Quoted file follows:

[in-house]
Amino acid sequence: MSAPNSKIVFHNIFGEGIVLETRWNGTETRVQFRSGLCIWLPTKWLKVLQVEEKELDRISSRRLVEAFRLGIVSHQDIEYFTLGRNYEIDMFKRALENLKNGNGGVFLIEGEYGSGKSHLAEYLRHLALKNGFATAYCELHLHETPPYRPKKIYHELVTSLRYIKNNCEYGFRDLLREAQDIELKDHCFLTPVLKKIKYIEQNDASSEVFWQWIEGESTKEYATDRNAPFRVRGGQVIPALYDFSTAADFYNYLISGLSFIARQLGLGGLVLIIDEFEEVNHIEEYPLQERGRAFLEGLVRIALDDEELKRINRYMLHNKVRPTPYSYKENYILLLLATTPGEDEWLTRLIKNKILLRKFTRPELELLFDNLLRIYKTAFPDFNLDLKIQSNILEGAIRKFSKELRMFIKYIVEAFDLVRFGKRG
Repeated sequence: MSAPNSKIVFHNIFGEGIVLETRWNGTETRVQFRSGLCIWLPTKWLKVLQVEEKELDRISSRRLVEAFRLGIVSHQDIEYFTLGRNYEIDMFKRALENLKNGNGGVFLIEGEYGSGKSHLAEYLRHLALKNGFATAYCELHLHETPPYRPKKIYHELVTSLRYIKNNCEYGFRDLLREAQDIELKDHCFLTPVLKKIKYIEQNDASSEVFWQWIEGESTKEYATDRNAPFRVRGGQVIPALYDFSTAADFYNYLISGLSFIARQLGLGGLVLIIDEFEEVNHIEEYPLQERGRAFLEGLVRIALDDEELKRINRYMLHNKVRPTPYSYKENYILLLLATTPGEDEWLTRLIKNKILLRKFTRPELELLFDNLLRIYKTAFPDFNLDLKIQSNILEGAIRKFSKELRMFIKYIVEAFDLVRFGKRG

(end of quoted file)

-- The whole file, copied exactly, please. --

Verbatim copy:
[in-house]
Amino acid sequence: MSAPNSKIVFHNIFGEGIVLETRWNGTETRVQFRSGLCIWLPTKWLKVLQVEEKELDRISSRRLVEAFRLGIVSHQDIEYFTLGRNYEIDMFKRALENLKNGNGGVFLIEGEYGSGKSHLAEYLRHLALKNGFATAYCELHLHETPPYRPKKIYHELVTSLRYIKNNCEYGFRDLLREAQDIELKDHCFLTPVLKKIKYIEQNDASSEVFWQWIEGESTKEYATDRNAPFRVRGGQVIPALYDFSTAADFYNYLISGLSFIARQLGLGGLVLIIDEFEEVNHIEEYPLQERGRAFLEGLVRIALDDEELKRINRYMLHNKVRPTPYSYKENYILLLLATTPGEDEWLTRLIKNKILLRKFTRPELELLFDNLLRIYKTAFPDFNLDLKIQSNILEGAIRKFSKELRMFIKYIVEAFDLVRFGKRG
Repeated sequence: MSAPNSKIVFHNIFGEGIVLETRWNGTETRVQFRSGLCIWLPTKWLKVLQVEEKELDRISSRRLVEAFRLGIVSHQDIEYFTLGRNYEIDMFKRALENLKNGNGGVFLIEGEYGSGKSHLAEYLRHLALKNGFATAYCELHLHETPPYRPKKIYHELVTSLRYIKNNCEYGFRDLLREAQDIELKDHCFLTPVLKKIKYIEQNDASSEVFWQWIEGESTKEYATDRNAPFRVRGGQVIPALYDFSTAADFYNYLISGLSFIARQLGLGGLVLIIDEFEEVNHIEEYPLQERGRAFLEGLVRIALDDEELKRINRYMLHNKVRPTPYSYKENYILLLLATTPGEDEWLTRLIKNKILLRKFTRPELELLFDNLLRIYKTAFPDFNLDLKIQSNILEGAIRKFSKELRMFIKYIVEAFDLVRFGKRG